As I already mentioned the digital transformation is changing the shape and the face of the pharmaceutical manufacturing. Covid-19 pandemic has now forced new modes of operation with virtual presence of QPs for a certification, remote site visits and inspection of a facility. Without the traditional methods of in-person meetings and audits companies have adopted the use of virtual methods of communication and remote technologies to assess potential suppliers and potential services.
In general – would you say we have better medicines nowadays compared to 80s or 90s?
Over the past five years, thanks to the digital revolution and Big Data, there has been a change in the way therapies are seen. Therapies are seen not as just products, but as part of a more complex process of treatment that is linked with precision diagnostic, medical devices. With investment in intelligent automation and Artificial Intelligence (AI) technologies, organizations successfully accelerate drug development increasing the pace of innovation and improving time to market.
Market research shows that from pharmacovigilance to clinical trials, the benefit of automation is the future of drug development
Governments are moving towards technological infrastructure like in Italy with the “Human Technopole”, offering strong opportunities to the development of personalized medicines in the treatment of cancer and neurodegenerative diseases.
The risk was always to end development work in poor formulations, failure in clinical data or bioequivalence studies, extending timelines and increasing costs.
To admit that in the past development and transfer to commercial scale up was cutting corners. Nowadays there is more emphasis and stricter rules on molecule characterization, bioavailability enhancement, proper formulation with enhanced performance. Nitrosamines issue with the “sartans” taught the industry the importance of impurities profiling and characterization, so I would tell with a certain degree of confidence that the drugs are safer than they used to be including their generic versions.
Do you think companies know better, how to manage processes today, than before?
Production disruptions can occur for multiple reasons, including compliance with good manufacturing practices, shortage of an active ingredient or inactive ingredient component, delay in shipping, and demand increase for a drug. The fragility of the supply chain during Covid-19 pandemic helped a lot to think creatively about assuring that the processes are streamlined. The challenge of supply chain risk management has been exacerbated by globalization and nowadays by the pandemic. Companies are now concentrated to proactively assess what can go wrong when a prolonged disruption causes sudden swings to supply and demand and to reassess and rethink their approach to risk, across the supply chain, where proper preparation can go a long way to driving the appropriate response to a disruptive event. Focus now is the 3rd party risk management program, which in reality is fact-based documented assessment of contractual commitments and performance, in other words to truly understand how the vendors are performing and whether they are supporting to the company’s strategic objectives.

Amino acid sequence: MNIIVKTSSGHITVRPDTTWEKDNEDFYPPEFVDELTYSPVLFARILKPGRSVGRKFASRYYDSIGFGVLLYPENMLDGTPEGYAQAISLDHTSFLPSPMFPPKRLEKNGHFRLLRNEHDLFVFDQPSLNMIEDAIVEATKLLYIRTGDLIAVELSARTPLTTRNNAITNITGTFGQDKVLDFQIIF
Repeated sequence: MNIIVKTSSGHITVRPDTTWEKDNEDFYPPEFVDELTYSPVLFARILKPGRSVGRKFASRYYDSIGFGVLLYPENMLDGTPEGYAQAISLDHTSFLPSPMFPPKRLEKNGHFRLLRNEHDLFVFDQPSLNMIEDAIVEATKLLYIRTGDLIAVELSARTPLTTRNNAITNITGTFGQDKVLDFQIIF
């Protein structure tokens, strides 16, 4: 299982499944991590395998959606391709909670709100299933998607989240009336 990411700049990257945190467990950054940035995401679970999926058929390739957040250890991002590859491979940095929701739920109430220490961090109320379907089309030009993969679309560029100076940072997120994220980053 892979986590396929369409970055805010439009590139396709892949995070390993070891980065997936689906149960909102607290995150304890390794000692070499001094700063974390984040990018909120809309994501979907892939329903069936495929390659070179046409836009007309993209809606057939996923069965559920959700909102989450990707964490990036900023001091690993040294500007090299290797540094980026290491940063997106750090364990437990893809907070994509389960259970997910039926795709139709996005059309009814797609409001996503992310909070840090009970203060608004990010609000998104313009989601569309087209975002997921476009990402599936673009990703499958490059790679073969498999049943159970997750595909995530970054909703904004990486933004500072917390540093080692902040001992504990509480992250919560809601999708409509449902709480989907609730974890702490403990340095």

Also to not miss the fact that there is growing need to quickly move away from fossil fuel amid the threat of climate change, which creates urgent demand for novel sustainable greener processes to replace the current supply chain of small molecule, Active Pharmaceutical Ingredient production.
Is management of companies aware of the risks/opportunities arising from modern computer technology support (Data Integrity and Safety)
Data Integrity and Data Security refer to the expectation to keep information intact and accurate for the entirety of its existence and to keep data from getting corrupted.
Problems with the accuracy and consistency of data exist across all industries not only the pharmaceutical and can cause everything from minor hassles to significant business problems. The several warning letters from FDA and import alerts associated with data integrity issues discovered during GMP audits have been widely known.